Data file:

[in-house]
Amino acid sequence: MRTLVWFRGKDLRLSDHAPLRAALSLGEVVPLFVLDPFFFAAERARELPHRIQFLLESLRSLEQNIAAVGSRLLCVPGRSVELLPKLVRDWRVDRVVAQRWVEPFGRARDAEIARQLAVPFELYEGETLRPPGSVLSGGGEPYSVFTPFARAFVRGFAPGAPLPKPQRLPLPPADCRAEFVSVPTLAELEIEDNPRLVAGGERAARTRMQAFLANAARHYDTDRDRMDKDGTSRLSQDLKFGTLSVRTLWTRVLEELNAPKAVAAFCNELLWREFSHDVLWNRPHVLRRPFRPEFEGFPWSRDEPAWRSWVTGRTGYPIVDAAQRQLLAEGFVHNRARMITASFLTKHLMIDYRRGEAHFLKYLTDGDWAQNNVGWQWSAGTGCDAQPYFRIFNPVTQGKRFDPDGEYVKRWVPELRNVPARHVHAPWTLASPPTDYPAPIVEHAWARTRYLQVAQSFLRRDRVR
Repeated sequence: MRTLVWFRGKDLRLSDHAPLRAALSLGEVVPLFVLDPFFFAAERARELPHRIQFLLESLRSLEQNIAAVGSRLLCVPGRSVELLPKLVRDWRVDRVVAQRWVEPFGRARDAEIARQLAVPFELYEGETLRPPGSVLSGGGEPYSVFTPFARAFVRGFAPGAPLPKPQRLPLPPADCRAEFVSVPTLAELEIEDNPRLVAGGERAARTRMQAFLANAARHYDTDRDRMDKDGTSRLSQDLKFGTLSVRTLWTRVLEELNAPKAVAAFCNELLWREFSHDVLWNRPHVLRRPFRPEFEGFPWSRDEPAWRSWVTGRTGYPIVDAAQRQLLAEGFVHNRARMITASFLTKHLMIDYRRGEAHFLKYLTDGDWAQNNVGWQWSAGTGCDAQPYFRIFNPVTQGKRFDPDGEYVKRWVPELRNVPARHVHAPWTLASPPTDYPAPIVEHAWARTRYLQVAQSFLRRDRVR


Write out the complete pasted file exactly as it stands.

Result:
[in-house]
Amino acid sequence: MRTLVWFRGKDLRLSDHAPLRAALSLGEVVPLFVLDPFFFAAERARELPHRIQFLLESLRSLEQNIAAVGSRLLCVPGRSVELLPKLVRDWRVDRVVAQRWVEPFGRARDAEIARQLAVPFELYEGETLRPPGSVLSGGGEPYSVFTPFARAFVRGFAPGAPLPKPQRLPLPPADCRAEFVSVPTLAELEIEDNPRLVAGGERAARTRMQAFLANAARHYDTDRDRMDKDGTSRLSQDLKFGTLSVRTLWTRVLEELNAPKAVAAFCNELLWREFSHDVLWNRPHVLRRPFRPEFEGFPWSRDEPAWRSWVTGRTGYPIVDAAQRQLLAEGFVHNRARMITASFLTKHLMIDYRRGEAHFLKYLTDGDWAQNNVGWQWSAGTGCDAQPYFRIFNPVTQGKRFDPDGEYVKRWVPELRNVPARHVHAPWTLASPPTDYPAPIVEHAWARTRYLQVAQSFLRRDRVR
Repeated sequence: MRTLVWFRGKDLRLSDHAPLRAALSLGEVVPLFVLDPFFFAAERARELPHRIQFLLESLRSLEQNIAAVGSRLLCVPGRSVELLPKLVRDWRVDRVVAQRWVEPFGRARDAEIARQLAVPFELYEGETLRPPGSVLSGGGEPYSVFTPFARAFVRGFAPGAPLPKPQRLPLPPADCRAEFVSVPTLAELEIEDNPRLVAGGERAARTRMQAFLANAARHYDTDRDRMDKDGTSRLSQDLKFGTLSVRTLWTRVLEELNAPKAVAAFCNELLWREFSHDVLWNRPHVLRRPFRPEFEGFPWSRDEPAWRSWVTGRTGYPIVDAAQRQLLAEGFVHNRARMITASFLTKHLMIDYRRGEAHFLKYLTDGDWAQNNVGWQWSAGTGCDAQPYFRIFNPVTQGKRFDPDGEYVKRWVPELRNVPARHVHAPWTLASPPTDYPAPIVEHAWARTRYLQVAQSFLRRDRVR